"The Man Who Fell To Earth (opens in new tab)" is legendary British director Nicolas Roeg's classic 1976 alien encounter film starring rock megastar David Bowie, and to this day it stands as a milestone achievement in sci-fi filmmaking.
With its fascinating portrayal of a gentle extraterrestrial visiting Earth to retrieve water for his perishing planet, it's a scathing indictment of the evils of rampant materialism, corporate avarice and the meteoric rise of mass media.
To honor this provocative cult masterpiece, London-based Titan Comics is releasing "The Man Who Fell To Earth" as a new official graphic novel (opens in new tab) fully approved by StudioCanal and arriving in the fall of 2022. The deluxe 128-page hardback edition will be written by Dan Watters ("Cowboy Bebop," "Lucifer," "Wolfenstein") with artwork courtesy of Dev Pramanik ("Dune: House Atreides," "Firefly").
The Man Who Fell to Earth: The Official Movie Adaptation | $29.99 at Amazon (pre-order) (opens in new tab)
David Bowie's classic sci-fi film as an alien in a strange land has been adapted to a graphic novel by Titan Comics and launches Oct. 25, 2022.
The plotline centers around the mercy mission of a man named Thomas Jerome Newton (portrayed in the film version by the mercurial Mr. Bowie) who drops in on Earth to find water to save his homeworld from suffering and extinction. By employing his shocking knowledge of advanced technology, Newton and his company develop and market a multitude of hi-tech inventions and scientific products that soon make him one of the richest persons on the planet.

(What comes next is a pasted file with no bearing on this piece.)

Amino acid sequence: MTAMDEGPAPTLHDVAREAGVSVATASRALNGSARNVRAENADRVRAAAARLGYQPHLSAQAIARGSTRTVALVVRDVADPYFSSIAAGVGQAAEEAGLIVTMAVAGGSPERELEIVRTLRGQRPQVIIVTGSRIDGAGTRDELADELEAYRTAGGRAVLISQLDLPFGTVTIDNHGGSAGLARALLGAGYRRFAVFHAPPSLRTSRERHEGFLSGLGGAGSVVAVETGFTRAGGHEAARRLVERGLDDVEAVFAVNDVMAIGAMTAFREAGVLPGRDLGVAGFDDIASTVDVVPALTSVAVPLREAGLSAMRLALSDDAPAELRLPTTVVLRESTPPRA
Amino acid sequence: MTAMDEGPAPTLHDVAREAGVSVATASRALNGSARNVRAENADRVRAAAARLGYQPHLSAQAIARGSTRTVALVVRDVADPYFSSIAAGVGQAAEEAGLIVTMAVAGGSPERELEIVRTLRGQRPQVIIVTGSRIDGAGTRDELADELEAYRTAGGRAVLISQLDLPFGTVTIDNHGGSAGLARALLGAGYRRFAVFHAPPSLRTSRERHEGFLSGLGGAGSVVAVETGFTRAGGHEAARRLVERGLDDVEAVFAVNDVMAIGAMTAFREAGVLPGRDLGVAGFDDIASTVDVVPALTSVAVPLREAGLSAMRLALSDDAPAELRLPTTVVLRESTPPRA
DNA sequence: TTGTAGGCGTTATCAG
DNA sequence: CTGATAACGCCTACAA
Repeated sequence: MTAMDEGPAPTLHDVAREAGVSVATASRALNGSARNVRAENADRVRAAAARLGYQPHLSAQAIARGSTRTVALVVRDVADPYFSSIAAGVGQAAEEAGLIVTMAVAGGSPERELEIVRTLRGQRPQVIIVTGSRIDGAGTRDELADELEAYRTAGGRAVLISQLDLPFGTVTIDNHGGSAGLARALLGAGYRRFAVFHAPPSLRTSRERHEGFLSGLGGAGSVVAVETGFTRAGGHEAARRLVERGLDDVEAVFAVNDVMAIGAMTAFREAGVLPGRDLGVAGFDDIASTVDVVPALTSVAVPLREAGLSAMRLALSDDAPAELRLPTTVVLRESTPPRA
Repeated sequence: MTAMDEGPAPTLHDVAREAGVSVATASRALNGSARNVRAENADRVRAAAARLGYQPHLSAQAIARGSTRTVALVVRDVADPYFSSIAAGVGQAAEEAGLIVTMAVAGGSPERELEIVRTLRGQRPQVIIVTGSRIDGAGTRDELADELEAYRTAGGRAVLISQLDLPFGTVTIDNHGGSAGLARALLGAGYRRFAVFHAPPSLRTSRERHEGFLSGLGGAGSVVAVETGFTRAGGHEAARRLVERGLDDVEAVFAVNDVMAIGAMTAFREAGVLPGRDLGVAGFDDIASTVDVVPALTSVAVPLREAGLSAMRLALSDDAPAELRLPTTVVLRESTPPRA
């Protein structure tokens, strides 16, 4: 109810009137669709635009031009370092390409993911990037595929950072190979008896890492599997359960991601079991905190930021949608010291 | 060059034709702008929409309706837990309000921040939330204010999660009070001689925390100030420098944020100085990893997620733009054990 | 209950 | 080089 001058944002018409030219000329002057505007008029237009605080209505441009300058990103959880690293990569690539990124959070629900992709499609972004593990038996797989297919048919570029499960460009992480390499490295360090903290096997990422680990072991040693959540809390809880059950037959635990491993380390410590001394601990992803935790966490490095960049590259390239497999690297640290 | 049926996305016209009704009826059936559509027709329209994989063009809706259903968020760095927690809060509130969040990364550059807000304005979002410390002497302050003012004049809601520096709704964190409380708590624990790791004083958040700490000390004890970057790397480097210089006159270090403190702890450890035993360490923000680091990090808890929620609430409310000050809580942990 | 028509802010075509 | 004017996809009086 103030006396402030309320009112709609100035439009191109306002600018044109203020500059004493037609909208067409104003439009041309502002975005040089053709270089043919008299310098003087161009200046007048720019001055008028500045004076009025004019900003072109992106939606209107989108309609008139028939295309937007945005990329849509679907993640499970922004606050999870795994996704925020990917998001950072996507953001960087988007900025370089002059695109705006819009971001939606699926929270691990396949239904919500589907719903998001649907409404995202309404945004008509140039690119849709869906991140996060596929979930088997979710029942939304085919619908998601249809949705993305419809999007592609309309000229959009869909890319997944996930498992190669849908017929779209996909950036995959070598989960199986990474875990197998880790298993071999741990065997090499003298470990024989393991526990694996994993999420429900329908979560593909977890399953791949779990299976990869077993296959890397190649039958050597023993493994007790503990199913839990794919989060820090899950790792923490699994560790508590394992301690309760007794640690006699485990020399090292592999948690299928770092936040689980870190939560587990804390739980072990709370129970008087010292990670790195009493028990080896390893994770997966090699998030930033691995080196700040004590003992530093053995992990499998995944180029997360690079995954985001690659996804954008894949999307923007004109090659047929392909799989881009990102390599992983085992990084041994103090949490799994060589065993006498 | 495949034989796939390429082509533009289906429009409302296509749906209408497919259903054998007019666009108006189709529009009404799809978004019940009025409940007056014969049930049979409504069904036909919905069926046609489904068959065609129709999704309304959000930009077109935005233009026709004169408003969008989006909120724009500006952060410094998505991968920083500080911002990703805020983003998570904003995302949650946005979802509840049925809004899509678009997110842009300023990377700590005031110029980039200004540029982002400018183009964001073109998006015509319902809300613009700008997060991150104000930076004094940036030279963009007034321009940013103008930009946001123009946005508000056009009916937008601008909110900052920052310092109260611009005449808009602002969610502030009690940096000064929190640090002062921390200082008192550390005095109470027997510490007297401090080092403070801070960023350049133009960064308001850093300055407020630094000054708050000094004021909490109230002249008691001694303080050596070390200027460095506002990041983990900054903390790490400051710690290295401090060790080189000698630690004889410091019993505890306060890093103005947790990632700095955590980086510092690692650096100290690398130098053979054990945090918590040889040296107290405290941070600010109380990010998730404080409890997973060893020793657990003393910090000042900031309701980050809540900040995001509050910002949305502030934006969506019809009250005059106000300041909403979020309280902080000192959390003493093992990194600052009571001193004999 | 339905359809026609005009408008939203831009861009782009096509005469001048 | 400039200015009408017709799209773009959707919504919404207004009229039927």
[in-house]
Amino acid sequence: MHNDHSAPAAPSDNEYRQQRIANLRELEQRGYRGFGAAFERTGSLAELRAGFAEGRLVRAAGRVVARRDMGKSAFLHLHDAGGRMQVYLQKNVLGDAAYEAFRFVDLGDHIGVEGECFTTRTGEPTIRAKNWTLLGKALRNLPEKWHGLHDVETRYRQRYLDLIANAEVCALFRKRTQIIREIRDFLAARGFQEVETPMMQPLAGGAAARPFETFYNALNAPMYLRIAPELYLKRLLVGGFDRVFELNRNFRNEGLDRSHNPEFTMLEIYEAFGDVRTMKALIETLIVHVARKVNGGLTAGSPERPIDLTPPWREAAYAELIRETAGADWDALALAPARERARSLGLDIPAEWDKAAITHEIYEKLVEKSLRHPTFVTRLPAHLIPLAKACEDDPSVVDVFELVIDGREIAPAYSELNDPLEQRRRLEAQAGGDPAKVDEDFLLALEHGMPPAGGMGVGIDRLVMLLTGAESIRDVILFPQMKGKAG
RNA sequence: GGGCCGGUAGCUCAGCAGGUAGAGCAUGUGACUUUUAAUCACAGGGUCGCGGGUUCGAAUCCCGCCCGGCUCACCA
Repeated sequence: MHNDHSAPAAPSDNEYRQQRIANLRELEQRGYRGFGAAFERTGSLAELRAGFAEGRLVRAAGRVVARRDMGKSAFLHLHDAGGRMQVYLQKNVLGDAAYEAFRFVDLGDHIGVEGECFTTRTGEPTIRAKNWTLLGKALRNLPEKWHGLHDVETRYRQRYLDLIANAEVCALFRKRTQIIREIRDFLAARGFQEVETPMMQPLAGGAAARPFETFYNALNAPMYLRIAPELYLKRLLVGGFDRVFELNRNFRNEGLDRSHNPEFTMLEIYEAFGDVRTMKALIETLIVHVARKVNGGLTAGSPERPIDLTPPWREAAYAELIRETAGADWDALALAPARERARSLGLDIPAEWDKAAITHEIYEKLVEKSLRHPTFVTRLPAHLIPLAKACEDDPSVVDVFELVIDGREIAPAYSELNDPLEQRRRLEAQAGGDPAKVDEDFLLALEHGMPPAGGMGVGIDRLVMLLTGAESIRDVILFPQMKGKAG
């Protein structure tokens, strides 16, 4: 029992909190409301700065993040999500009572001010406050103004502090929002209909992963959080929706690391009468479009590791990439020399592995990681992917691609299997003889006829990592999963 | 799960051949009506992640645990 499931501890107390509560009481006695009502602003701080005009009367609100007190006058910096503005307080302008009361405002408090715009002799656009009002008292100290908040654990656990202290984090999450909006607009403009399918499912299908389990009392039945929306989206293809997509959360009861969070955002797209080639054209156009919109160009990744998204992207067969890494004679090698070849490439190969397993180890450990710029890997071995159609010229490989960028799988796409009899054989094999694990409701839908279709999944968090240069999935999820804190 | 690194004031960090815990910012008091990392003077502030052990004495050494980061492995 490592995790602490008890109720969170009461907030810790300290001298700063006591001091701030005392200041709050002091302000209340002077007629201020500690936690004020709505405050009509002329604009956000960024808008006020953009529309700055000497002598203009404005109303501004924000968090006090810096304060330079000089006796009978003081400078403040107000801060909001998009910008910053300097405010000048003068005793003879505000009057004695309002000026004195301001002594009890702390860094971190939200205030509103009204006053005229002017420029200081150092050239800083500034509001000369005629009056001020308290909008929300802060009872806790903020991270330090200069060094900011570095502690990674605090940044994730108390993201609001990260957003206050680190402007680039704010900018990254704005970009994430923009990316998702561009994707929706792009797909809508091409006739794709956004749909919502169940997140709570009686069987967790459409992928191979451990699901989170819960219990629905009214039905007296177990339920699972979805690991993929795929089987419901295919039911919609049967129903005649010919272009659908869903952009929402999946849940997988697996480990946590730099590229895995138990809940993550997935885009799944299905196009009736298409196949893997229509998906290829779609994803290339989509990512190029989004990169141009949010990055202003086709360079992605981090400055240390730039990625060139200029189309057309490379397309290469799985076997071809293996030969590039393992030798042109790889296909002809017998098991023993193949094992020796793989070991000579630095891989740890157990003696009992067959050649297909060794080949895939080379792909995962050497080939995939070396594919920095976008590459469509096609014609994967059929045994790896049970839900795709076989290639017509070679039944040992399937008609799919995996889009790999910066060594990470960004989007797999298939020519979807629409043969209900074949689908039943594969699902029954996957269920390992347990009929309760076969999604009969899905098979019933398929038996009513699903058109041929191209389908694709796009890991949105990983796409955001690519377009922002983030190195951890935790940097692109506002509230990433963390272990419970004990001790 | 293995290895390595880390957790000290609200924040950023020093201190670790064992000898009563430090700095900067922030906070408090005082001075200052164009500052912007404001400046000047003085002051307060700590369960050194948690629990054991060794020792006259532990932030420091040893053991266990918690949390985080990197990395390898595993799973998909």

With his billions in profit, Newton attempts to discover a method by which to safely transport water back to his thirsty planet. However, while his money and celebrity grow exponentially, Newton immediately becomes the focus of a determined U.S. Government investigation that threatens to undermine his entire noble quest.
"'The Man Who Fell to Earth' is a masterpiece of a film with an awful lot to say; about men, about the Earth, and lots of things in between," Dan Watters said in a Titan statement.
"There are ideas in the film, about climate crises and corporate greed, that are more relevant now than they were when Nicolas Roeg set out to make it. And now here we are. I think it’s high time to look at the world through Thomas Newton’s mismatched eyes all over again. Perhaps he’ll see something we’ve been missing.”